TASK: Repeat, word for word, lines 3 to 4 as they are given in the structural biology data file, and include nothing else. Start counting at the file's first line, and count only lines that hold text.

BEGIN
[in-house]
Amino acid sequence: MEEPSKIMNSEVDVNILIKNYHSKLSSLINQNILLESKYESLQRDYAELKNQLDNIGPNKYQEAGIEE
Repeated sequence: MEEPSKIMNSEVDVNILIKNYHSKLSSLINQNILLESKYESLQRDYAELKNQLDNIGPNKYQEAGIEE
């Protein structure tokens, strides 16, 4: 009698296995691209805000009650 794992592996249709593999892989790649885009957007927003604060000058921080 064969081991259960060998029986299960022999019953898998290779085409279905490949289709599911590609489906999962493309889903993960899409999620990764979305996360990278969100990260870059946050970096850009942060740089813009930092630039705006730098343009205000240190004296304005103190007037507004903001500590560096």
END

Repeated sequence: MEEPSKIMNSEVDVNILIKNYHSKLSSLINQNILLESKYESLQRDYAELKNQLDNIGPNKYQEAGIEE
């Protein structure tokens, strides 16, 4: 009698296995691209805000009650 794992592996249709593999892989790649885009957007927003604060000058921080 064969081991259960060998029986299960022999019953898998290779085409279905490949289709599911590609489906999962493309889903993960899409999620990764979305996360990278969100990260870059946050970096850009942060740089813009930092630039705006730098343009205000240190004296304005103190007037507004903001500590560096």